In the Fanatec Gran Turismo DD Pro’s basic pedal layout we’re effectively using a clutch pedal as the brake. It has great travel, which makes it feel quite realistic in use, but the brake’s resistance is relatively light and breezy. A rubbery foam inner element makes its resistance increase as you depress the pedal, but the surprisingly good pedals of the Thrustmaster T248 offer a stiffer brake.
Not satisfied? You can get an add-on load cell brake. However, it is not for the faint of heart or weak of foot. Fanatec’s load cell brake emulates the feel of a real racing car brake. I’ve never been in an actual racing car, but the load cell is incredibly stiff, and the in-game effect is measured by the force applied rather than the amount the pedal is pushed down.
You can customise how much force is required, but it does absolutely require a setup where the pedal board is firmly screwed into a frame. Much as I prefer the Fanatec Gran Turismo DD Pro before it is turbo-charged with the 180W Boost Kit, I also prefer the lighter feel of the default pedal. If you would too, but also want a clutch, you can buy an additional standard pedal for 40 Euro.
You can also use the Fanatec Gran Turismo DD Pro with the brilliant Fanatic ClubSport pedals. But they cost 400 Euro so probably aren’t a good fit if you already consider the base package “splashing out”.
There is a cheaper upgrade. The Fanatec Gran Turismo DD Pro’s pedals have plastic convex caps, sure to cause a few grumbles. I think they are perfectly fine as the plastic is tough, and an internal support structure stops them from bowing under pressure. However, there’s a 35 Euro Tuning Kit, a set of anodised aluminium caps for those who want the caps to match the rest of the metallic pedal board.
Should you buy it?
You want the best force feedback:
The Fanatec Gran Turismo DD Pro offers the best force feedback you’re going to get for the money. Its direct drive system is refined, powerful enough, and intricately realistic.
You want a more advanced setup:
The actual racing wheel and pedals are a little basic by Fanatec standards. They’re upgradeable but can end up spending a fortune in the long run.
The Fanatec Gran Turismo DD Pro is the force feedback wheel racing fans should aspire to own and represents more substantive innovation in the field than you’ll see from either Logitech or Thrustmaster.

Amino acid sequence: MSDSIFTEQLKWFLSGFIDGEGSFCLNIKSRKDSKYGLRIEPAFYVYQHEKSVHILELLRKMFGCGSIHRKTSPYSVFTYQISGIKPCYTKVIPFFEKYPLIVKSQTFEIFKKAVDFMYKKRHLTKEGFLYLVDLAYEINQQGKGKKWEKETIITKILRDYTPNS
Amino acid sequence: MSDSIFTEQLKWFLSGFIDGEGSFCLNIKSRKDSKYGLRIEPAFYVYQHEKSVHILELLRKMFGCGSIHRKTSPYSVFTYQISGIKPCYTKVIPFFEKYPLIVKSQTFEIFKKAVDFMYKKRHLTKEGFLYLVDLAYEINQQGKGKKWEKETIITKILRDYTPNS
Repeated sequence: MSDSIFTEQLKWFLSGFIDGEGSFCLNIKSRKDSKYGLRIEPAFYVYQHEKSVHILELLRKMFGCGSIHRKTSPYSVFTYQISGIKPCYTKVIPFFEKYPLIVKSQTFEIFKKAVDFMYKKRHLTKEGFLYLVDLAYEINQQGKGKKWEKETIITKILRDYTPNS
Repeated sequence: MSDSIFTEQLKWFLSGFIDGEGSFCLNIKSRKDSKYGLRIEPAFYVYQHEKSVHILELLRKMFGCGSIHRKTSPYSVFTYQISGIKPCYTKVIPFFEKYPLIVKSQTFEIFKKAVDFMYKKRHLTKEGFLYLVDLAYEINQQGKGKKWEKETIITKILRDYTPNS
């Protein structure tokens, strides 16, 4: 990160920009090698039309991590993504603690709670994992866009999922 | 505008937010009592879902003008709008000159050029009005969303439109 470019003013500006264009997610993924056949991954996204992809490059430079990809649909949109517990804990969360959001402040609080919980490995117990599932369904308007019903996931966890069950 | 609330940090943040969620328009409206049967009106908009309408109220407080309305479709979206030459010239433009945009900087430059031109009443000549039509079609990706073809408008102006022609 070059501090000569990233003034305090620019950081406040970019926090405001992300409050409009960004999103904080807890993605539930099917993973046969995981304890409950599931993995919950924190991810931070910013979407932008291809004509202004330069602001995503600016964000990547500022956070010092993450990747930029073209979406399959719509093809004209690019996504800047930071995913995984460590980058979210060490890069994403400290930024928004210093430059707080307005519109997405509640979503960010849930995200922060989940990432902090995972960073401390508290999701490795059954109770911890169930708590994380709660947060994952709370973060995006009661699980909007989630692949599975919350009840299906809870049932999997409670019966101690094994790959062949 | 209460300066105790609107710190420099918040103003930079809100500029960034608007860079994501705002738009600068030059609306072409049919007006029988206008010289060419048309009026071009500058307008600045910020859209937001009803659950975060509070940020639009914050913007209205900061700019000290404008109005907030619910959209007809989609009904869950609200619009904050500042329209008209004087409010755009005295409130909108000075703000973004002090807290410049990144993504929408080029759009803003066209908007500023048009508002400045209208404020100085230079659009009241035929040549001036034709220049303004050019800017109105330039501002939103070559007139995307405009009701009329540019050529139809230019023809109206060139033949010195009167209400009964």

This is the most affordable direct drive wheel ever, and it provides more realistic, smoother, higher-fidelity force feedback than you get from a Thrustmaster T248, Thrustmaster T-GT or Logitech G923.
Fanatec’s squeezing of this tech into package priced to attract mainstream buyers rather than just sim racing fanatics does mean there are a few compromises. The construction of the actual steering wheel isn’t all that luxurious and you only get Fanatec’s entry-level pedal board.
However, this is emblematic of the reason I think Fanatec is the best all-round racing wheel maker: it has consistently focused on improving the core substance of these racing wheels, force feedback. Its rivals have made much less progress here. And if you find yourself yearning for an upgrade in an area or two, Fanatec offers seemingly endless options that don’t involve starting from scratch.
How we test
We use every gaming wheel we test for at least a week. During that time, we’ll check it for ease of use and put it through its paces by playing a variety of games.
We also check the controller’s software support, as well as the quality of bundled accessories such as pedals and shifters.
We used for at least a week.
Played a variety of racing games.
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It works with PS4, PS5 and PC as standard.
The base supports Xbox but you’ll need to get a wheel that supports Xbox for it to work.
There’s no clutch with the base bundle, but you can add one later on.